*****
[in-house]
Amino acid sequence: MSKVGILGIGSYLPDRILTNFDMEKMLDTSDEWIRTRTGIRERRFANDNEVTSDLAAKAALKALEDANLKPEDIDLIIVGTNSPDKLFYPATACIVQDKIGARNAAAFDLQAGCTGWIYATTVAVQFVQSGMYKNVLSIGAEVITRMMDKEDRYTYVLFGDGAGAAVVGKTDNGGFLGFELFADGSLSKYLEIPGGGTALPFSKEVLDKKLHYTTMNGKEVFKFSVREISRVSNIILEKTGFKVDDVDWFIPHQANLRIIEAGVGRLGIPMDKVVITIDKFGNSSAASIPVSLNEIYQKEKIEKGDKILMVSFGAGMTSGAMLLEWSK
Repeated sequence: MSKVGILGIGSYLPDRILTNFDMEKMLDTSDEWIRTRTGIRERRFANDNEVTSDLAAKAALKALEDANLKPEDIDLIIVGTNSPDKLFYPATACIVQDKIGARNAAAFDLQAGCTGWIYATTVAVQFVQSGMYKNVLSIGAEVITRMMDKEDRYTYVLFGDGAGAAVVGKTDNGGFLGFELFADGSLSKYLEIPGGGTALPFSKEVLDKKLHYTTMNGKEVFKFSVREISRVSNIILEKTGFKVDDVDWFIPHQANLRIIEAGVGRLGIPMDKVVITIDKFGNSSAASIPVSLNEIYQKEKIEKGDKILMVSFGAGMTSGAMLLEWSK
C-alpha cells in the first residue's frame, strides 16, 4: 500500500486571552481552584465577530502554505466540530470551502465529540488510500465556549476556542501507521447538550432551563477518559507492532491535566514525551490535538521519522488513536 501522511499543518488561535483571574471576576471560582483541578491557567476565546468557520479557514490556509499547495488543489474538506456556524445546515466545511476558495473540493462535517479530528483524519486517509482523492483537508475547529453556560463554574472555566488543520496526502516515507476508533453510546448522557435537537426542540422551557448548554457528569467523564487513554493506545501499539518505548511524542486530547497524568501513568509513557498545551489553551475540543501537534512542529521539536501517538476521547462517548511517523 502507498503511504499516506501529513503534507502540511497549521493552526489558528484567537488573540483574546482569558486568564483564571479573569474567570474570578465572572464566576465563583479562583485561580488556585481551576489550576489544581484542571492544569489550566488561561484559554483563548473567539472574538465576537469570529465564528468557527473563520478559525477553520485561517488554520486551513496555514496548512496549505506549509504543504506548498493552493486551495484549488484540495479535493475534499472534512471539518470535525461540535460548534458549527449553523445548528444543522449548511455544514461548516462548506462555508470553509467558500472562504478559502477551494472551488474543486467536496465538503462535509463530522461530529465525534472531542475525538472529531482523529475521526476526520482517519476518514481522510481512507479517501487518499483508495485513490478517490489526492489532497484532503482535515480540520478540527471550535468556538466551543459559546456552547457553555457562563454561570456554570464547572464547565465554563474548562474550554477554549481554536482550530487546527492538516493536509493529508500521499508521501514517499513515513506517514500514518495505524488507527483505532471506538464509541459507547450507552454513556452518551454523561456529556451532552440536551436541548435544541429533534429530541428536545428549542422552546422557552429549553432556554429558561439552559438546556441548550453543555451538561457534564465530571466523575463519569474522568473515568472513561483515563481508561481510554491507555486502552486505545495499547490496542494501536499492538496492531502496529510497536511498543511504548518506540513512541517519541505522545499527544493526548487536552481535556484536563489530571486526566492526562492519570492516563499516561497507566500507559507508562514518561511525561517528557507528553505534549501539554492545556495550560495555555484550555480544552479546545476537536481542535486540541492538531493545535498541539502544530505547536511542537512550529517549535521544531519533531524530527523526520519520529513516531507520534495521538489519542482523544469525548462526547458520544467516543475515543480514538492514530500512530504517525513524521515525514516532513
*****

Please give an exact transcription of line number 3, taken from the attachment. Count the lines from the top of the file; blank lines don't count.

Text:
Repeated sequence: MSKVGILGIGSYLPDRILTNFDMEKMLDTSDEWIRTRTGIRERRFANDNEVTSDLAAKAALKALEDANLKPEDIDLIIVGTNSPDKLFYPATACIVQDKIGARNAAAFDLQAGCTGWIYATTVAVQFVQSGMYKNVLSIGAEVITRMMDKEDRYTYVLFGDGAGAAVVGKTDNGGFLGFELFADGSLSKYLEIPGGGTALPFSKEVLDKKLHYTTMNGKEVFKFSVREISRVSNIILEKTGFKVDDVDWFIPHQANLRIIEAGVGRLGIPMDKVVITIDKFGNSSAASIPVSLNEIYQKEKIEKGDKILMVSFGAGMTSGAMLLEWSK